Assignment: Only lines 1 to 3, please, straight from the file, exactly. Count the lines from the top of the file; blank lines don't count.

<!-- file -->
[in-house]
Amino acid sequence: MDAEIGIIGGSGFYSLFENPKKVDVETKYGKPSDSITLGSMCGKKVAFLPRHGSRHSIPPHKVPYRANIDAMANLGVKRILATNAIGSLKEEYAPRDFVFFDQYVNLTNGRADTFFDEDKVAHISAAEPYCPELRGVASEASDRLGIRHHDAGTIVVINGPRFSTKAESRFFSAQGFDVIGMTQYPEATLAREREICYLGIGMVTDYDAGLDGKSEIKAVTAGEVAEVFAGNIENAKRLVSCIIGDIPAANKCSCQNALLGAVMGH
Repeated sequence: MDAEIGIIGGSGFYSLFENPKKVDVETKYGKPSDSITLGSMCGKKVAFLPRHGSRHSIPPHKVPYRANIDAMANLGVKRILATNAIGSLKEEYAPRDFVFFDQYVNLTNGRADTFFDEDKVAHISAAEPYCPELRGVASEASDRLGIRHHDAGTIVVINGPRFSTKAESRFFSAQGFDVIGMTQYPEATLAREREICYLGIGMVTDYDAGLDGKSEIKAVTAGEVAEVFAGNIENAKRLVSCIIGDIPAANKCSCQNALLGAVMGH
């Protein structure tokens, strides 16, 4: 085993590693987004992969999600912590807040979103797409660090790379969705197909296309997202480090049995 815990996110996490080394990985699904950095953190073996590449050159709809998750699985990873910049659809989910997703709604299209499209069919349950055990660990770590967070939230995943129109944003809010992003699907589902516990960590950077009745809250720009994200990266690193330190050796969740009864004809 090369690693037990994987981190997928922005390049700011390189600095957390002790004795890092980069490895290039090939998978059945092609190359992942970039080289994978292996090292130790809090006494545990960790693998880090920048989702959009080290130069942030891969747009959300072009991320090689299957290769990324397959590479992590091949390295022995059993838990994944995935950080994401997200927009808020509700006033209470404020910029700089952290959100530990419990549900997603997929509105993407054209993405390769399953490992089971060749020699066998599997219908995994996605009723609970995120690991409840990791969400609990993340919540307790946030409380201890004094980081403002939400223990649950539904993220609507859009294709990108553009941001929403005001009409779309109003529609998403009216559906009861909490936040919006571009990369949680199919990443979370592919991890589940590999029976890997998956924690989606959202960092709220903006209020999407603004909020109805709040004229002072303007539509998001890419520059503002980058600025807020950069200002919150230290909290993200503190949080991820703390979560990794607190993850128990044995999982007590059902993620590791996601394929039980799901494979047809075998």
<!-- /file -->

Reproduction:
[in-house]
Amino acid sequence: MDAEIGIIGGSGFYSLFENPKKVDVETKYGKPSDSITLGSMCGKKVAFLPRHGSRHSIPPHKVPYRANIDAMANLGVKRILATNAIGSLKEEYAPRDFVFFDQYVNLTNGRADTFFDEDKVAHISAAEPYCPELRGVASEASDRLGIRHHDAGTIVVINGPRFSTKAESRFFSAQGFDVIGMTQYPEATLAREREICYLGIGMVTDYDAGLDGKSEIKAVTAGEVAEVFAGNIENAKRLVSCIIGDIPAANKCSCQNALLGAVMGH
Repeated sequence: MDAEIGIIGGSGFYSLFENPKKVDVETKYGKPSDSITLGSMCGKKVAFLPRHGSRHSIPPHKVPYRANIDAMANLGVKRILATNAIGSLKEEYAPRDFVFFDQYVNLTNGRADTFFDEDKVAHISAAEPYCPELRGVASEASDRLGIRHHDAGTIVVINGPRFSTKAESRFFSAQGFDVIGMTQYPEATLAREREICYLGIGMVTDYDAGLDGKSEIKAVTAGEVAEVFAGNIENAKRLVSCIIGDIPAANKCSCQNALLGAVMGH